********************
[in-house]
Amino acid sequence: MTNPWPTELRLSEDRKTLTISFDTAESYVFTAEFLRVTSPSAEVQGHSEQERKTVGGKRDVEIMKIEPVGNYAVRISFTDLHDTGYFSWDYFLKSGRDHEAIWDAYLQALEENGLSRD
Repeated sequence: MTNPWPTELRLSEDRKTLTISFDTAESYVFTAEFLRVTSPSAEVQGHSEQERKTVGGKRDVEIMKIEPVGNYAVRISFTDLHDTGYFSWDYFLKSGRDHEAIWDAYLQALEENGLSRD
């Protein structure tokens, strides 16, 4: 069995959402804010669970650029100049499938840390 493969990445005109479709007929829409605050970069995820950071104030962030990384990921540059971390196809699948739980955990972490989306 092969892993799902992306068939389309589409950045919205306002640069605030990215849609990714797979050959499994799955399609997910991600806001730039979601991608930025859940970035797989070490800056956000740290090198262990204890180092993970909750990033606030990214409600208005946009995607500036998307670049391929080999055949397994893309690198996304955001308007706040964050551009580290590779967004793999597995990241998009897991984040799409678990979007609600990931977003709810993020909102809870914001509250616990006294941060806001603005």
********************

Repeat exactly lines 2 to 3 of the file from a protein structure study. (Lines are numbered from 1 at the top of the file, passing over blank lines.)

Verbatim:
Amino acid sequence: MTNPWPTELRLSEDRKTLTISFDTAESYVFTAEFLRVTSPSAEVQGHSEQERKTVGGKRDVEIMKIEPVGNYAVRISFTDLHDTGYFSWDYFLKSGRDHEAIWDAYLQALEENGLSRD
Repeated sequence: MTNPWPTELRLSEDRKTLTISFDTAESYVFTAEFLRVTSPSAEVQGHSEQERKTVGGKRDVEIMKIEPVGNYAVRISFTDLHDTGYFSWDYFLKSGRDHEAIWDAYLQALEENGLSRD